Spence Green

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I work at Lilt. In addition to computers and languages, my interests include travel, running, and scuba diving. more...

Learning CSS for ASP.NET

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Several weeks ago, I started implementing an ASP.NET 2.0 interface for a postal systems project. Although I had previous experience with n-tier web architectural design, the ASP.NET programming model was new to me, as were the constellation of languages and constructs used in modern web design. My first objective was to prototype all screens in the new interface. Initially, I thought of using Visio to layout the content, but I soon realized that it’s better to put a working “skeleton” in front of the user. The skeleton may lack tier 2 connections, but it should represent the interaction model, which includes:

  • Link structure between forms.
  • Dynamic, client-side content such as hover boxes and timers.
  • Proposed color scheme, which is an accessibility concern for colorblind users.
  • Site-wide style sheets.

This article addresses the last point. CSS syntax is straightforward, but several key insights took me days to internalize. Cross-browser issues further complicate the matter, but for now I will describe high-frequency concepts that CSS designers must thoroughly understand. Unless otherwise noted, the reference “CSS” refers to the CSS Level 2 (CSS2) standard.

The Document Object Model (DOM)

W3C’s “What is the DOM?” article summarizes technical information that I will not reproduce here. From the CSS perspective, the designer should simply remember that the DOM is a hierarchy with nodes and that a style may be associated with each node (See below).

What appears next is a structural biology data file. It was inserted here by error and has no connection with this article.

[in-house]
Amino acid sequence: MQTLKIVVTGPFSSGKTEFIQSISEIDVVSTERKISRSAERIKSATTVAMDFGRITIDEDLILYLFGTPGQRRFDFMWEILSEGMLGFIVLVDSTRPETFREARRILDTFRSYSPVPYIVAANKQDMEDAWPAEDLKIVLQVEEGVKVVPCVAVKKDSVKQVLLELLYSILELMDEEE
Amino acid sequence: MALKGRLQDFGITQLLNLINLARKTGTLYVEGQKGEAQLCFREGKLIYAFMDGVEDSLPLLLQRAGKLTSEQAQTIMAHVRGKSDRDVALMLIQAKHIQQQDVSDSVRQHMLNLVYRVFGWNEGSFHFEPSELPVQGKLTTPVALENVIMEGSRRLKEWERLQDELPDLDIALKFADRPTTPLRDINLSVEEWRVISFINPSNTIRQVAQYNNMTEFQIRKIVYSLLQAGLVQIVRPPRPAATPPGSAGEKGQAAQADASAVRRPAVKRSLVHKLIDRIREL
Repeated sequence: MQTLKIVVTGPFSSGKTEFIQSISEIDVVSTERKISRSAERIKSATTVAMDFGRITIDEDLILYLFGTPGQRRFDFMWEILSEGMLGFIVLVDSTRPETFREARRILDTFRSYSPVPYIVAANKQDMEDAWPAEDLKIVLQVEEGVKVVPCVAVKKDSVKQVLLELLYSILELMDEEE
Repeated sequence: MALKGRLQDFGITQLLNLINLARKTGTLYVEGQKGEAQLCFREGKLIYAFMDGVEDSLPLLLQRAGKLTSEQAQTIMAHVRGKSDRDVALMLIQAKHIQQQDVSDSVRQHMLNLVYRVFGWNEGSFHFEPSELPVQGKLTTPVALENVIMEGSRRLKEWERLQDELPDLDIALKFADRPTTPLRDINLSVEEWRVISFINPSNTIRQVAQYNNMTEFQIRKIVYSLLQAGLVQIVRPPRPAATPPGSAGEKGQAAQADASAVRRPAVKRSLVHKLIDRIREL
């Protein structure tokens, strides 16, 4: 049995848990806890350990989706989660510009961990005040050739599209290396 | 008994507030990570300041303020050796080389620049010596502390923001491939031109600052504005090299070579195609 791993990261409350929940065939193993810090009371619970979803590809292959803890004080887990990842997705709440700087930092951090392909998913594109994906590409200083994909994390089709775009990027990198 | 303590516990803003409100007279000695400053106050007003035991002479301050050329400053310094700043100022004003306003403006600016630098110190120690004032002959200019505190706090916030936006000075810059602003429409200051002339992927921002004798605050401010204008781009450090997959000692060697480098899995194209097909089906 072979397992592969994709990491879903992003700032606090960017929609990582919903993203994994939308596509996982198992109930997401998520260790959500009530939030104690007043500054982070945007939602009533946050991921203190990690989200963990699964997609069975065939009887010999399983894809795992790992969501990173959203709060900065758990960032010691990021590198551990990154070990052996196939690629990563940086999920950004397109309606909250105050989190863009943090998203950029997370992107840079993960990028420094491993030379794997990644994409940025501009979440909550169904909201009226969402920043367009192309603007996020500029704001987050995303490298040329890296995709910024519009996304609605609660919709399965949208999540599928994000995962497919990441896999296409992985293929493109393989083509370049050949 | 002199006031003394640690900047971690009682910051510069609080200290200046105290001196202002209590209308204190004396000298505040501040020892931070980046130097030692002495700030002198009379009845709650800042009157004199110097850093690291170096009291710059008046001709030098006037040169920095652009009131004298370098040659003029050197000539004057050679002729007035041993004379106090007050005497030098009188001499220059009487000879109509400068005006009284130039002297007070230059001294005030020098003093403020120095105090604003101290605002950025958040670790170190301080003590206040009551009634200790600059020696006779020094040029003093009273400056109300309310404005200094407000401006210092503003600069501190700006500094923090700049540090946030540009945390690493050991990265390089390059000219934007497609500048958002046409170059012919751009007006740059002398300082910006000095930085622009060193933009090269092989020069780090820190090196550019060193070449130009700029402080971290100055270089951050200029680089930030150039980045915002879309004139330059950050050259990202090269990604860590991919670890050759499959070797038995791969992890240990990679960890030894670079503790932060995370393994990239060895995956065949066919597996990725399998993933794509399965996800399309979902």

Further, styles cascade to child nodes, but may be overridden by selectors associated with those child nodes. For example,

   font-size: 14px;
   margin-left: 5px;

#header div
   font-size: 10px;

The first selector sets the font size for all text in the header section to 14 pixels. Inside the header section’s <div> block (or blocks), the font changes to 10 pixels. But what is the left margin for header <div> blocks? The margin-left style cascades down from the #header declaration to the child block. Therfore, the <div> block’s margin-left property is also 5 pixels.

Here it is useful to note that the DOM gave rise to the concept of Dynamic HTML (DHTML). DHTML is not a language, but rather a collection of three technologies that allow client-side modification and update of the browser display:

  • Static markup (eg, HTML or XHTML)
  • Client-side scripting (eg, JavaScript)
  • A presentation definition language (eg, CSS)

Taken together, these three tools allow the designer to implement a variety of dynamic features that do not require a page refresh (for example, “On Hover” text boxes, expanding text areas, and real-time clocks).

id v. class

The code above uses selectors to identify nodes in the DOM. The id and class selectors concern us now. Here is how to declare and use them:

/* This is an id */